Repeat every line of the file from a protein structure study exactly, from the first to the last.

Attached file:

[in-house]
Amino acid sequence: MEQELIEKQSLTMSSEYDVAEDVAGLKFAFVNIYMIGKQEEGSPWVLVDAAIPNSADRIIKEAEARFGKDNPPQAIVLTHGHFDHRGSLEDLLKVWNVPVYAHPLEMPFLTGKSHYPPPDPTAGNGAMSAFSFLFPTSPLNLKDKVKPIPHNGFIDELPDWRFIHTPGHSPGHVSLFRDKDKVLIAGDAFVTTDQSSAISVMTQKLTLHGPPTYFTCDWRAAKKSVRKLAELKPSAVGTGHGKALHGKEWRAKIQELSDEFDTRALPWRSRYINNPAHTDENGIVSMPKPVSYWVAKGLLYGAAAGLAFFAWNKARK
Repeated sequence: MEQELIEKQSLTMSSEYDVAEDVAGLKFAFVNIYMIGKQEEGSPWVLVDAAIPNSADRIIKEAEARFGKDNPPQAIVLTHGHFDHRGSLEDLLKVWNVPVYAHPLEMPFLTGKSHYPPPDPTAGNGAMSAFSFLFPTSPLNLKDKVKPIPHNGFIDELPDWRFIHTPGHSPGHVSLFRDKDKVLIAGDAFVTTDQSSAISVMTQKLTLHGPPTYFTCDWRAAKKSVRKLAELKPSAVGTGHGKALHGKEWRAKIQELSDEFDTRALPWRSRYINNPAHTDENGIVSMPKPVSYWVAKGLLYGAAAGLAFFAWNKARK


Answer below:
[in-house]
Amino acid sequence: MEQELIEKQSLTMSSEYDVAEDVAGLKFAFVNIYMIGKQEEGSPWVLVDAAIPNSADRIIKEAEARFGKDNPPQAIVLTHGHFDHRGSLEDLLKVWNVPVYAHPLEMPFLTGKSHYPPPDPTAGNGAMSAFSFLFPTSPLNLKDKVKPIPHNGFIDELPDWRFIHTPGHSPGHVSLFRDKDKVLIAGDAFVTTDQSSAISVMTQKLTLHGPPTYFTCDWRAAKKSVRKLAELKPSAVGTGHGKALHGKEWRAKIQELSDEFDTRALPWRSRYINNPAHTDENGIVSMPKPVSYWVAKGLLYGAAAGLAFFAWNKARK
Repeated sequence: MEQELIEKQSLTMSSEYDVAEDVAGLKFAFVNIYMIGKQEEGSPWVLVDAAIPNSADRIIKEAEARFGKDNPPQAIVLTHGHFDHRGSLEDLLKVWNVPVYAHPLEMPFLTGKSHYPPPDPTAGNGAMSAFSFLFPTSPLNLKDKVKPIPHNGFIDELPDWRFIHTPGHSPGHVSLFRDKDKVLIAGDAFVTTDQSSAISVMTQKLTLHGPPTYFTCDWRAAKKSVRKLAELKPSAVGTGHGKALHGKEWRAKIQELSDEFDTRALPWRSRYINNPAHTDENGIVSMPKPVSYWVAKGLLYGAAAGLAFFAWNKARK